Thursday, August 30, 2012

Rooftop in Callicoon

Rooftop in Callicoon by Roberta Warshaw
Rooftop in Callicoon, a photo by Roberta Warshaw on Flickr.
I painted this house in 1987 when I was living in a really small town in upstate NY called Callicoon. This house was directly across the street from my house and as you can see my house was on a bit of a hill so that all I could see was the roof and the dormer part of the house.

Every morning I sat there with my coffee and this is what I saw. Until one day I was sitting there when I heard what sounded like an explosion, And then the house collapsed in a cloud of dust. Time stood still for a minute until I got up and looked out and there stuck in the ruins of the house was a garbage truck. Clothes and furniture from the house lay strewn about. Luckily the trash stayed in the truck.

Apparently the truck was coming down the very steep hill and lost its brakes. it crashed right into the house which lay directly at the bottom of the hill and completely destroyed it. Luckily there was no one home at the time since it was only a summer home. The driver of the truck was very lucky and only slightly injured although they did have to use the jaws of life to get him out.

Needless to say, this is the last picture that exists of the house.

And yes, this was done during my Edward Hopper phase.

Wednesday, August 29, 2012

Downsizing My Studio

Tulips in Callicoon by Roberta Warshaw
Tulips in Callicoon, a photo by Roberta Warshaw on Flickr.
Right before my surgery was a very scary time for me. Let’s face it. Death was always in the back of my mind. I would be crazy not to think about it. After all, remember Andy Warhol. He went in for a simple gall bladder operation and never came out.

In a way, for me, it was kind of like when I get on a plane to go somewhere. Essentially you are putting your life in someone else’s hands for a few hours and you just never know, do you?

So before my surgery I came to some decisions about what would be next for me if I came out of this alive. Yes, I know. What can I say. It is how my mind works under stress.

I looked around my studio and saw quite a few supplies and tools that I haven’t used in quite a few years. For example there is my nearly brand new Paragon Sc2 kiln. It takes up way too much space and I think I used it a dozen times if that. I had originally bought it for enameling but I quickly tired of that medium, I could never get the colors right and all that sanding was killing my hands.

So then I started using it for metal clay. But the price of the clay was unaffordable after a while and so the kiln sat unused for a quite a few years.
Tonight I sold my kiln to a wonderful enamellist and jeweler who was in need of a new kiln. Perfect. I am also donating all my unused or partly used Thompson enamels to the local art center. They teach a lot of children and adult classes in enameling so they will get good use of it all. And I can get an entire shelf back.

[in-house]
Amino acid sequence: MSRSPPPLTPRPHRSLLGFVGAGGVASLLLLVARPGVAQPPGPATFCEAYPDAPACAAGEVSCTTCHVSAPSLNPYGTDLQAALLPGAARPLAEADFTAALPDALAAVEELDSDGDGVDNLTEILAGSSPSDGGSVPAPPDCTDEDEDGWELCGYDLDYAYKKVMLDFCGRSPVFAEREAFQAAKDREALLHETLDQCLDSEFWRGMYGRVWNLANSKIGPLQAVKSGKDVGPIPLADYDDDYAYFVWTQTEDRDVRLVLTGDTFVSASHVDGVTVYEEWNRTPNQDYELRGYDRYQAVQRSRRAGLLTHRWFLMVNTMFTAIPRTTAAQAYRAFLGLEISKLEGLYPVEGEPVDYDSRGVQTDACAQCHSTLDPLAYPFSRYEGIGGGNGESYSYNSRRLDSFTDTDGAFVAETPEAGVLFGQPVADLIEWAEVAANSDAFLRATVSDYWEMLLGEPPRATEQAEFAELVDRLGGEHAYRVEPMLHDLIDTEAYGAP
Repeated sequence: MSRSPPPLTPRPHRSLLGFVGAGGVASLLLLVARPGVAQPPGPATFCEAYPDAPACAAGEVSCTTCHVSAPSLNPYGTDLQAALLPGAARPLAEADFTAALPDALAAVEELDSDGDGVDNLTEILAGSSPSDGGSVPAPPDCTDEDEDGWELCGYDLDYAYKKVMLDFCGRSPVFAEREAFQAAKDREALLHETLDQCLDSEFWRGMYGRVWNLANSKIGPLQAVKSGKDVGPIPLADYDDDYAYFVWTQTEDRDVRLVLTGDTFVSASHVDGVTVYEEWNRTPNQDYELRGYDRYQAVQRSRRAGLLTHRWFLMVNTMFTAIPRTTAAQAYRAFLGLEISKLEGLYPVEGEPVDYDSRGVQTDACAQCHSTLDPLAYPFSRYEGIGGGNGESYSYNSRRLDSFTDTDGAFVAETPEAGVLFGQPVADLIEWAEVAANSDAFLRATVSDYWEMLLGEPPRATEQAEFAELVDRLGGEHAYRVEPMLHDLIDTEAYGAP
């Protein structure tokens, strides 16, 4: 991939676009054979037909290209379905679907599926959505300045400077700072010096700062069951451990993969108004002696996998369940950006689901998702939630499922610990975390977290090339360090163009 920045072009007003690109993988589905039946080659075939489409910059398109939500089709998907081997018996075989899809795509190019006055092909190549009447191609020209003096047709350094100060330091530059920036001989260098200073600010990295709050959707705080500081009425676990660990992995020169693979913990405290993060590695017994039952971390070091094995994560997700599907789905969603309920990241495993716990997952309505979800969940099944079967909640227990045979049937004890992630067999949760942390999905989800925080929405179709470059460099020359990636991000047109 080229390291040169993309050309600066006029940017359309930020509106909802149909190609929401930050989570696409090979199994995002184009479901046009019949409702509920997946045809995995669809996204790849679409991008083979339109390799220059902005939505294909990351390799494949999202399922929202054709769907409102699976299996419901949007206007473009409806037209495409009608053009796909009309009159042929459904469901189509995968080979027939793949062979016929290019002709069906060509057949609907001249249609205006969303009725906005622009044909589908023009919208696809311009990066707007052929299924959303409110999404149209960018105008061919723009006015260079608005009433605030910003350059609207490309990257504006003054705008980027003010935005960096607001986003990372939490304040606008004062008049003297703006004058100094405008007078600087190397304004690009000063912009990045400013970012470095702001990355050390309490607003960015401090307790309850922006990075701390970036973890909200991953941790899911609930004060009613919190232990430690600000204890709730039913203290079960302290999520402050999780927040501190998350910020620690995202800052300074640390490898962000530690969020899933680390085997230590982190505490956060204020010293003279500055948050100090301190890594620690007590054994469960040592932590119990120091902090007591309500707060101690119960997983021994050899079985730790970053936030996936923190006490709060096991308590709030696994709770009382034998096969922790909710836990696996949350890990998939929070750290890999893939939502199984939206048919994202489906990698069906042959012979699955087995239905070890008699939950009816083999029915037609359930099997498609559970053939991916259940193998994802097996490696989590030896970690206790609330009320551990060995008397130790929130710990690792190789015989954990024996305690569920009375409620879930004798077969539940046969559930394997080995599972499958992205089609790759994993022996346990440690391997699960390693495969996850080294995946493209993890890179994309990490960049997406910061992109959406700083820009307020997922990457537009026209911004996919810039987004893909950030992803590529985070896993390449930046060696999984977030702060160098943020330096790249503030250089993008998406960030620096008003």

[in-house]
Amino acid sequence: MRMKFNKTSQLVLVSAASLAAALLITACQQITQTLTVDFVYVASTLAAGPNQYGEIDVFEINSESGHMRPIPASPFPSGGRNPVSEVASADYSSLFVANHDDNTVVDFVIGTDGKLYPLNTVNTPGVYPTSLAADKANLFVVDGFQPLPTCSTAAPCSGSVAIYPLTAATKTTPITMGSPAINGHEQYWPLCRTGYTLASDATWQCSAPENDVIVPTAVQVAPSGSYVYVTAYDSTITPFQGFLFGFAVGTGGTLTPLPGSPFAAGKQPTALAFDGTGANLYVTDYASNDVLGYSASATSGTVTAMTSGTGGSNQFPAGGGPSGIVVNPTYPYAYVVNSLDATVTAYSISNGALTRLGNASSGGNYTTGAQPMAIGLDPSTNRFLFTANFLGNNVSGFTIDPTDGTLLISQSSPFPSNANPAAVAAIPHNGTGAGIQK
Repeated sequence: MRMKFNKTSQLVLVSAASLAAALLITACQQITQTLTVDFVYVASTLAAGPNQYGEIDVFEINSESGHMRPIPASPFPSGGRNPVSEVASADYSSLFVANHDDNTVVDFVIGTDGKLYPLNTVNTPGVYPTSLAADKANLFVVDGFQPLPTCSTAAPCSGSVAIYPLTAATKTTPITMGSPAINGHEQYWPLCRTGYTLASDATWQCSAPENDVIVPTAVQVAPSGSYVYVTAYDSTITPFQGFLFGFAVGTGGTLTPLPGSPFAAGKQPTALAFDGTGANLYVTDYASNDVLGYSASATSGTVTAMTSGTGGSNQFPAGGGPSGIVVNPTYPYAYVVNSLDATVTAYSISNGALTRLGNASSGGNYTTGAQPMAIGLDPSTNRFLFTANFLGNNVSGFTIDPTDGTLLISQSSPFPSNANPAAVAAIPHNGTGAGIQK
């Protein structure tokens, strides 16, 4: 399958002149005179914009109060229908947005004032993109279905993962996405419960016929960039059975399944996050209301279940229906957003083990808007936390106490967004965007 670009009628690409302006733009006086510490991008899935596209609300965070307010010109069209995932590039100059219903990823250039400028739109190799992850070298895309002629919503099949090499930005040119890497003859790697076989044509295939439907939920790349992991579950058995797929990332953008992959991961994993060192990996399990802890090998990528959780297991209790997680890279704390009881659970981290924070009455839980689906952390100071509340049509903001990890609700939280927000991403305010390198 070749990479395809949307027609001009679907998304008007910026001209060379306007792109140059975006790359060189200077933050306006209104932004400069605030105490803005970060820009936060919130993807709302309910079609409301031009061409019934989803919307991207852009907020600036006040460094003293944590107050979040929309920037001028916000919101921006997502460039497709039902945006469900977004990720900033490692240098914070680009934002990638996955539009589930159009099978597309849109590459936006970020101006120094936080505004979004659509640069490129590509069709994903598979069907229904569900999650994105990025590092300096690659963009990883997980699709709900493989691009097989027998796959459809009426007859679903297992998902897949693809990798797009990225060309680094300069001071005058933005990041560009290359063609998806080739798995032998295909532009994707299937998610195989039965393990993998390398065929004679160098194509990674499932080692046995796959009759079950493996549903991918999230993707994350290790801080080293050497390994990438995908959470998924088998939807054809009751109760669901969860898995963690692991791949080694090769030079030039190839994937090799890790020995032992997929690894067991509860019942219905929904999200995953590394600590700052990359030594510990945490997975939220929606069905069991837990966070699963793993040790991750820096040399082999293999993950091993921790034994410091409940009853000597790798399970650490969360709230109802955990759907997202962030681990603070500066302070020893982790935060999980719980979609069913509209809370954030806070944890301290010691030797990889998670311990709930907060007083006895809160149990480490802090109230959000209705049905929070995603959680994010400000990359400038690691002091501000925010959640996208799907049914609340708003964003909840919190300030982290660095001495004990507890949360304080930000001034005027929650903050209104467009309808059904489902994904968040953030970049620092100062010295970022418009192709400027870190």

I am also selling all my unused and unopened packets of PMC3. They are two years old already and I don’t see myself using them again. Let me know if you might be interested in them and perhaps we can strike a deal.

I need to downsize in a big way. I can no longer afford to keep working in expensive materials and not be able to sell it. My jewelry business has never made me much money and frankly it is now just an expensive hobby.

Which leads me to the next sentence. I am closing my etsy shop and will not be selling (or trying to sell) jewelry any longer. I am going back to my first love of painting, Now that I have the time to be in my studio every day where one painting grows out of the next, that is going to be my focus.

I will totally understand if you don’t want to follow my blog anymore especially if it is not going to be about making jewelry. There are so many blogs out there I am honored that you have all followed me for so long. Of course I will still be posting about all my travails as an artist so even if it isn’t directly about jewelry making, you may still want to stick around. I hope so because I have gained some wonderful friends and followers on here.

But time marches on, life is short and I need to follow my art heart wherever it takes me.

Sunday, August 26, 2012

Recovering Now........

It is 3AM and I am having trouble sleeping tonight so I though that I would write a post for my blog.

It has now been 11 days since I had my back surgery.

Surgery is so brutal on the body in so many ways and back surgery is no picnic. I tried very hard before my surgery to take extra special care of myself. I swam in the local pool every day. I did between 30-35 laps each time. I couldn’t use my legs very well but I was able to get in lots of deep breathing by mainly using my arms.

I ate well and got lots of rest. I walked every day as best as I was able with the leg being what it was.